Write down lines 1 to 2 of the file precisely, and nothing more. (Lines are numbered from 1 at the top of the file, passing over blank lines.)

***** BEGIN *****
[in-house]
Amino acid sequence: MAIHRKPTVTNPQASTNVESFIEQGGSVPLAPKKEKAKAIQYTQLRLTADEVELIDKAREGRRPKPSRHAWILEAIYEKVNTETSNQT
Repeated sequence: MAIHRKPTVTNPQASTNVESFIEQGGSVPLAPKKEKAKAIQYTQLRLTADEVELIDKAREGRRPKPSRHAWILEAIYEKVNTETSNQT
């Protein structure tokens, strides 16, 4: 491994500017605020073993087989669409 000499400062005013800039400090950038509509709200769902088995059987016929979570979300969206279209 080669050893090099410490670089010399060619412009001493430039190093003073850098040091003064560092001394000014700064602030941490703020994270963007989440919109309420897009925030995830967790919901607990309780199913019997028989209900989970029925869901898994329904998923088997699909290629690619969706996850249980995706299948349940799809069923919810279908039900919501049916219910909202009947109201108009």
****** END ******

[in-house]
Amino acid sequence: MAIHRKPTVTNPQASTNVESFIEQGGSVPLAPKKEKAKAIQYTQLRLTADEVELIDKAREGRRPKPSRHAWILEAIYEKVNTETSNQT